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Thread: new type holley carb center section

  1. #1
    Senior Member MASTER BUILDER
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    new type holley carb center section

    ive been around holleys all my life but dont know a drrned thing about the new center sections with the 4 things in the front and the 4 things in the back. pretty sure you call them air bleeds. they almost look like the holley jets. what do they do? how do i do anything to them and are they changeable. any and all info will greatly be appreciated thanks chevy art

  2. #2
    Senior Member RACING JUNKIE jmarksdragster's Avatar
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    Well your old Holley has them too, they are pressed in brass that are not replaceable without taking a tap to the main body. Not something to mess with in either case unless you have a clear understanding of what the change will do to the fuel curve. The outer air bleeds are idle air bleeds, they along with the idle jet in the metering block control the idle and transition circuit fuel, as well as the duration of the transition circuit. Since the idle circuit needs less fuel than the transition circuit, you have a mixture screw to adjust that with. The inner air bleeds are for the main circuit, they along with the emulsion bleeds in the metering block control the starting point of the main circuit, how aggressive it starts, and the fuel curve of the main circuit.
    Mark Whitener
    http://racingfuelsystems.myfunforum.org
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    Good work isn't cheap, and cheap work can't be good.

  3. #3
    Senior Member MASTER BUILDER
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    carbs

    thanks mark dont really think i understand what you are saying.. i guess those parts should just be left alone by someone like myself. most of the holleys right out of the box are pretty darn close to b eing on the money. art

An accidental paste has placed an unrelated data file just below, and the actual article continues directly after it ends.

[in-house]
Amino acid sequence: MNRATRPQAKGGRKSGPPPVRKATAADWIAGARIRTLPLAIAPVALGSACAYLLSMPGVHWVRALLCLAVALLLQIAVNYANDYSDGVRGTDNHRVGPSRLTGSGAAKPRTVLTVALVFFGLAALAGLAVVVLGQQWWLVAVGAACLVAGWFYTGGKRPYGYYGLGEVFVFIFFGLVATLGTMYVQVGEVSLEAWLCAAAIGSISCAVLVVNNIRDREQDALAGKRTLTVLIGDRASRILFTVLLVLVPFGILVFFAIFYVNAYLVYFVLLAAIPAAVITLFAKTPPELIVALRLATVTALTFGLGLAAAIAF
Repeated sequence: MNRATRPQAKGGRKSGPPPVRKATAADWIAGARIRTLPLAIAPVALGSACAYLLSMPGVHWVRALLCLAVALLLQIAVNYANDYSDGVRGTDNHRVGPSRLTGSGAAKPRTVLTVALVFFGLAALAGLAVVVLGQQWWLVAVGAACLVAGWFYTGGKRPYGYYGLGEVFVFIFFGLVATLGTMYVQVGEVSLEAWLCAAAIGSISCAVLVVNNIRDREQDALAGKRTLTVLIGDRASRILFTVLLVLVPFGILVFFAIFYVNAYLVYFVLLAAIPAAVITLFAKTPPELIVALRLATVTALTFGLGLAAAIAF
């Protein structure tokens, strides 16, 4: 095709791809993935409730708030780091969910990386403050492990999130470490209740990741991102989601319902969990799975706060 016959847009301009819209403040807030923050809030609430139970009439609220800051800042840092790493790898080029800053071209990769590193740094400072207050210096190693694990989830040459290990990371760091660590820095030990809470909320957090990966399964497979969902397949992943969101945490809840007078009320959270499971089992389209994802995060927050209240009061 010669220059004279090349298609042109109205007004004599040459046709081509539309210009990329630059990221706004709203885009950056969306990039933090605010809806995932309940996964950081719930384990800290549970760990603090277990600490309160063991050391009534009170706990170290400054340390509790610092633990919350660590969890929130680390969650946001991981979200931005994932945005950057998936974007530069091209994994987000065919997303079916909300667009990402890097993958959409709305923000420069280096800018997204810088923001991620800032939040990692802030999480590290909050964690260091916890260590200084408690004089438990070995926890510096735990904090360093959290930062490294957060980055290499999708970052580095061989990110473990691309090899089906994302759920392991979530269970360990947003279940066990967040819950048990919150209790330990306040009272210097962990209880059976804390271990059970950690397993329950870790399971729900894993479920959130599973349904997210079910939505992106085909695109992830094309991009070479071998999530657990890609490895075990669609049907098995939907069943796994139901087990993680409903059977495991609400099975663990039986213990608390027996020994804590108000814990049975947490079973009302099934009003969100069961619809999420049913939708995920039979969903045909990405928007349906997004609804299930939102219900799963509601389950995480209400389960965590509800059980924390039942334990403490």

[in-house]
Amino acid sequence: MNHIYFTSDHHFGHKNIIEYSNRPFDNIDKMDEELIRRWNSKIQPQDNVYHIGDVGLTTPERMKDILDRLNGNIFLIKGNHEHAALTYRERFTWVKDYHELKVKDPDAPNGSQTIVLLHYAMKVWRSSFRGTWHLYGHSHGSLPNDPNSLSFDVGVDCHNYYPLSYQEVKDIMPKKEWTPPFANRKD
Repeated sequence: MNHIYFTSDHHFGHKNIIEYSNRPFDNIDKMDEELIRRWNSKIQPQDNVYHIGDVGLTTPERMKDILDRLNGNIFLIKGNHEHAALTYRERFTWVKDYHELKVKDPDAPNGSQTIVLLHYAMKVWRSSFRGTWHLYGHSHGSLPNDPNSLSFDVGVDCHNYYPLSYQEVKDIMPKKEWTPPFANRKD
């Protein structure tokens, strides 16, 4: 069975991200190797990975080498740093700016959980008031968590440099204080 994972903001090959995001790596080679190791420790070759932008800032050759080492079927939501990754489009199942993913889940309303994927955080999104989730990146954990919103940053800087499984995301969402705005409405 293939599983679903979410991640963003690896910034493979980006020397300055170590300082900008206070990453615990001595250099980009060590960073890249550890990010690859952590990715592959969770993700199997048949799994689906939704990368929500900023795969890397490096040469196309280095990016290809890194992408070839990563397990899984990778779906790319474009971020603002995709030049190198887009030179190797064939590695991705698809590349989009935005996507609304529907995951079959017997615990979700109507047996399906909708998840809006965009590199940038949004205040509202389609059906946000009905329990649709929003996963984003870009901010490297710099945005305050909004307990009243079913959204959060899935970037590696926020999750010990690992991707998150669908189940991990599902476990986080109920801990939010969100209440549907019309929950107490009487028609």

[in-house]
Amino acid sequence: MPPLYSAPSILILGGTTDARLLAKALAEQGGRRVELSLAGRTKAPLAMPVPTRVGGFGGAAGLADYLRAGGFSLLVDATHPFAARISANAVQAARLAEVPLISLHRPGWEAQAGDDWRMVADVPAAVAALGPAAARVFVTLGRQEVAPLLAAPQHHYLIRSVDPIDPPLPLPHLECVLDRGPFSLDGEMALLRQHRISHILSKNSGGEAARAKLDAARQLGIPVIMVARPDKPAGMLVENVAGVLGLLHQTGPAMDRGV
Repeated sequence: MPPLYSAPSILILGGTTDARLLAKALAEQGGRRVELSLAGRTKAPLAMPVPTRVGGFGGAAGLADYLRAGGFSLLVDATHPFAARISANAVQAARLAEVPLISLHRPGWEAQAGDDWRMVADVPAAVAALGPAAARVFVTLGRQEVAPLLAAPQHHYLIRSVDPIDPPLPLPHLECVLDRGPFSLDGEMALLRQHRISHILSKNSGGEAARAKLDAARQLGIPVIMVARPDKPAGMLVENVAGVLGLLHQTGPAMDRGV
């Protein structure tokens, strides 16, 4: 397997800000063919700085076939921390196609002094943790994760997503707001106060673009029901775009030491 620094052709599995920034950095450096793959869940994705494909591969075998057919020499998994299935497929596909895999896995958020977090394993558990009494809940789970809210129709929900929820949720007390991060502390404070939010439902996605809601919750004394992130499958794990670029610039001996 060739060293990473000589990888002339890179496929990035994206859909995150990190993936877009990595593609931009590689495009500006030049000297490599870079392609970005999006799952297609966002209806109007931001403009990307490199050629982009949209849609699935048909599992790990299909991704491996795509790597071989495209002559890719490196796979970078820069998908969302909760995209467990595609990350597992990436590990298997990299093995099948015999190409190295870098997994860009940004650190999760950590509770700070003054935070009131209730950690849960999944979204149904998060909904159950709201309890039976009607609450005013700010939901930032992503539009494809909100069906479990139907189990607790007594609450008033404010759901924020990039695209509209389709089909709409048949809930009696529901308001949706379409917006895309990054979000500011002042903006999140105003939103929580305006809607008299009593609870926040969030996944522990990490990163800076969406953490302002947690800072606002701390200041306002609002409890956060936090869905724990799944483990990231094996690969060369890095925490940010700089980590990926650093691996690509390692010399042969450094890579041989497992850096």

4. #4
    Senior Member RACING JUNKIE jmarksdragster's Avatar
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    The old Holley carbs did a good job when sized correctly for the application with only jet changes. Some of the newer carbs go a little overboard, thinking more has to be better.

    Simply, the bleeds correct the fuel curve of the booster. And without any, fuel would tend to siphon fuel even after airflow stopped. Selecting the correct air bleeds and emulsion bleeds allow the correct amount of fuel to be mixed at any airflow through the carb.
    Mark Whitener
    http://racingfuelsystems.myfunforum.org
    __________

    Good work isn't cheap, and cheap work can't be good.

  5. #5
    Senior Member MASTER BUILDER
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    carbs

    thanks again mark. think i understand now after your last explanation. for sure i will never touch them. i am a jet and power valve changer only(i do floats too) art

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